I’ve worked hard to get to where I am now. I recently picked up a new position and I’m getting adjusted to the new work site. I ate a lot of crap at the old job, dealt with some seriously warped back-stabbing leadership, and worked my rear end off to get the experience and reputation that made this new position possible. This is after I threw my career out of whack and chose to start over as an apprentice in another field. It wasn’t fun, since my old field was pretty lucrative, but I like this one more because it is challenging and interesting.

          I think “crap” jobs lead to better jobs.

    • El Pollo de Oro

      Gary2 in Wisconsin: You make an excellent point about absolute poverty vs. relative poverty. I’ve often said that in most developing countries in Latin America and the Caribbean, there are three classes of people: the rich, the poor, and the ultra-poor (notice I didn’t say “middle class”). The ultra-poor live in shantytown slums such as the favelas in Rio de Janeiro; the poor, in contrast to the ultra-poor, have running water and electricity, but they’re still struggling badly and often resort to crime as a result of their miserable circumstances. And sadly, that’s where this country is going thanks to the destruction of the American middle class. When you act like a Third World banana republic, you become a Third World banana republic.

    • Dr. Chicago

      Gary -

      You are so single sighted on taxing the rich that you miss the point of the article. I am surprised that you are not an OWS member and even more suprised that you have not taken up arms against the rich. Go Gary Go.

      • Gary2

        I am a OWS member. I have no problem taxing the scum bag rich ************************ hard.

        • MetaCynic

          And who is going to create the good paying jobs whose absence you lament above if the rich are taxed out of existence? The poor? The reality is that a general increase in the standard of living can come only from an increase in productivity. An increase in productivity can only come from better tools and methods of production. Better tools and methods of production can only come out of capital investment. Capital investment comes from savings. And savings are the product of consuming less than one produces.

          So, who is more likely to have the savings to make the investment in better tools and methods of production in order to take the risk to hire workers and produce a good or service that may or may not make a profit- the poor or the “rich”? Furthermore, ask small business owners what stands in the way of this process. The answers will most likely be taxes and regulations. So as in most everything else, including this economic crisis, the government – people with guns – is the problem and not the solution.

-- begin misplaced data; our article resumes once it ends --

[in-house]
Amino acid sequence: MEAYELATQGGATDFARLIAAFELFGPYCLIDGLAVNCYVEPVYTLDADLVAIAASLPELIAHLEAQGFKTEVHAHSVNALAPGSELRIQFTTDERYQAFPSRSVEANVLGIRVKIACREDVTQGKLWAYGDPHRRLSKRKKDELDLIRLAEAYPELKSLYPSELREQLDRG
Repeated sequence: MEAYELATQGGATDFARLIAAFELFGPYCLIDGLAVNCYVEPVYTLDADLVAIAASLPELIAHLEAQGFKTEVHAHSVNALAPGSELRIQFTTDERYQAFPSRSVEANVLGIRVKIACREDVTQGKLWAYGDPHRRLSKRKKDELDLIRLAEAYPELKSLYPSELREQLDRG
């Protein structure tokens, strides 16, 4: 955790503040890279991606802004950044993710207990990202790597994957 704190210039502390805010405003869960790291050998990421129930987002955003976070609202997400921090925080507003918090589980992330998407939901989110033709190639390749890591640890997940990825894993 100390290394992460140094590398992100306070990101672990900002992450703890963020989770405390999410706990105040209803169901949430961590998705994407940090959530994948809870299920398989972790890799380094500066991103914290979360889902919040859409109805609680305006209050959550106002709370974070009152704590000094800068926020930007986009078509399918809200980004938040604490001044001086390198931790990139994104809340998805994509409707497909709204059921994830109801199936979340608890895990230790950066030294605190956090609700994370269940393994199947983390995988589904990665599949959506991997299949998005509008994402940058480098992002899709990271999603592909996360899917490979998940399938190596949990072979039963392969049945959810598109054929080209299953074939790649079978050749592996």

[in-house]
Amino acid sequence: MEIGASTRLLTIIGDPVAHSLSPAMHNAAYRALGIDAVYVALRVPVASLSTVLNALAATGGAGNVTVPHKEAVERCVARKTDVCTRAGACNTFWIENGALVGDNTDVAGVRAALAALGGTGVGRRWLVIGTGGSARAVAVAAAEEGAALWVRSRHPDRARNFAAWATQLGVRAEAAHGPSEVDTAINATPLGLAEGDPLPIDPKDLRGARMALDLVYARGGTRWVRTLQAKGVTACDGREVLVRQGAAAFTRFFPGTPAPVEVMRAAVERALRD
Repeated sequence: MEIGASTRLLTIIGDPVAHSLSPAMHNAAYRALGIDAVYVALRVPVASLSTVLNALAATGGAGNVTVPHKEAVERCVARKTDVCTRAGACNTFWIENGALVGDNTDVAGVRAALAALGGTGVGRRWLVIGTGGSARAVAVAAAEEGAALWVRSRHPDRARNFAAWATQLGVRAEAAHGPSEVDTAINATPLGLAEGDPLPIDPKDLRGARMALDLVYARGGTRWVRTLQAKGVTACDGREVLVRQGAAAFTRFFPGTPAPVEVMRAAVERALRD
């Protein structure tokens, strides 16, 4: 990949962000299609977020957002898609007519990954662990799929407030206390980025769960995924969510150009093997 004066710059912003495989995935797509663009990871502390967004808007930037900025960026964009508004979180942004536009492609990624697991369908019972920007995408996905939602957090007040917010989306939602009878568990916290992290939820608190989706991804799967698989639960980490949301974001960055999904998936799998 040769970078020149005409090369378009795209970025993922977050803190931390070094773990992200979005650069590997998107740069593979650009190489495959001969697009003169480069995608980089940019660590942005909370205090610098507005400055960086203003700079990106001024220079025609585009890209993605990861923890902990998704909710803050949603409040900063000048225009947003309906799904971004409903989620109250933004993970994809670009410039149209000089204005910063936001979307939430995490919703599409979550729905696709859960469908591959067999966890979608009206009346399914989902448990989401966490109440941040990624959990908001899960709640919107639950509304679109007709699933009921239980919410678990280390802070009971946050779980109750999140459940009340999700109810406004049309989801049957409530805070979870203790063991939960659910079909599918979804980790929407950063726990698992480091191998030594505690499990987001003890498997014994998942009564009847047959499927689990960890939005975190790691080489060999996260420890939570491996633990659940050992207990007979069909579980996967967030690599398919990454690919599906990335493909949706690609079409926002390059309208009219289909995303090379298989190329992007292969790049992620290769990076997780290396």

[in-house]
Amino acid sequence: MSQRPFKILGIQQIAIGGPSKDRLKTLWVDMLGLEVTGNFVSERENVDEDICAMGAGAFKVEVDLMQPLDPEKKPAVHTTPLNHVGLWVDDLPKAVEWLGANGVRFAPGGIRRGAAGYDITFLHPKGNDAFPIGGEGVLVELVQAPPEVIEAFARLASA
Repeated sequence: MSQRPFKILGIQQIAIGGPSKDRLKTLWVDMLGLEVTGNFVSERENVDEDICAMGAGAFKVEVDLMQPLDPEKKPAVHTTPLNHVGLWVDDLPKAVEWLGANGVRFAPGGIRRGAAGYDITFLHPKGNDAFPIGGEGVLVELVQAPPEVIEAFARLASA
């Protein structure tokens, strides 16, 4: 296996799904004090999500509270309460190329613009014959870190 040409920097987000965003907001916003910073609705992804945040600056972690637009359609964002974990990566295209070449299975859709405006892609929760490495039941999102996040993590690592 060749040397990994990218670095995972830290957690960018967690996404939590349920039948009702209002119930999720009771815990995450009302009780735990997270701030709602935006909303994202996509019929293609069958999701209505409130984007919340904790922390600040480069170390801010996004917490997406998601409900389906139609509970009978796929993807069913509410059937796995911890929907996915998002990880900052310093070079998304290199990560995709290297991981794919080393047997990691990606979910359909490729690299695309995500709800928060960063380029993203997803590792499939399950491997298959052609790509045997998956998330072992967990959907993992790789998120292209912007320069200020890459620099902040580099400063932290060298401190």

The bottom 50% of income earners pay almost no income taxes. It’s the top 50% who are fleeced to pay for the wars that are killing dark skinned people abroad. It’s their money, extorted at gunpoint, which funds the security state here at home. It’s their money which paid for the pointless porno scanner cancer boxes at the airports and for tear gas and rubber bullets fired recently at American demonstrators.

          An article on this site describes the rampant surveillance and gathering of information by government agencies at all levels. It describes a “pre-crime” technology which purportedly can identify people who are about to or even likely in the future to commit a “crime.” What if as you so fervently advocate, “the scum bag rich” are taxed “hard”, that tax money is then used to deploy this “pre-crime” technology, and it pinpoints you, Gary2, as one likely to commit a crime. You are whisked away by special “pre-crime” fighters (whose wages are paid for with increased taxes on the “rich”) to disappear in a gulag also built with money taxed away from the “rich.” You should be careful what you wish for!

  • Ben Dover

    THAT will teach them to be stingy with fillings in chulapas!!

  • Ben Dover

    Goin’ off the rails on a crazy train….

  • John Smith

    We thrown God out of government, schools, businesses and court houses. We are getting our rewards.

  • William

    “Transfer payments” is a phrase of Republican spin. Do you mean Social Security payments, for which workers involuntarily had money withheld from their paychecks for 40 odd years??? But, to the point…..yes, Americans are angry. They KNOW that something is very, very wrong here in America. The OWS protests reflect the same unhappiness of the nation being on the WRONG TRACK, and the US Congress totally bought and paid for. There is little hope…..after all, America believed the lies that covered up the truths of 11 Sept 2001. Just ask the Israelis who were arrested, and then released by Mukasey to go back to Israel, where they said they were in NY to document the events.

  • mondobeyondo

    And in a related story…

    Miami Man Threatens to Use Atomic Bomb Against Cockroach Infestation

    MIAMI, Florida (AP) – A 28 year old man threatened to use a nuclear weapon to clear his apartment of a cockroach infestation, authorities say.

    When questioned by police, the man said that he decided to take such extreme measures “because Orkin, Truly Nolen and Terminix didn’t do the job they were supposed to do. There were roaches crawling on my pillow when I tried to sleep. I just couldn’t take it anymore!”

    The suspect was reportedly asked if whether a hand grenade or a can of Raid would suffice, and according to police, his response was, “There were millions of roaches! The whole apartment was filled with them. I wanted them ALL GONE!!”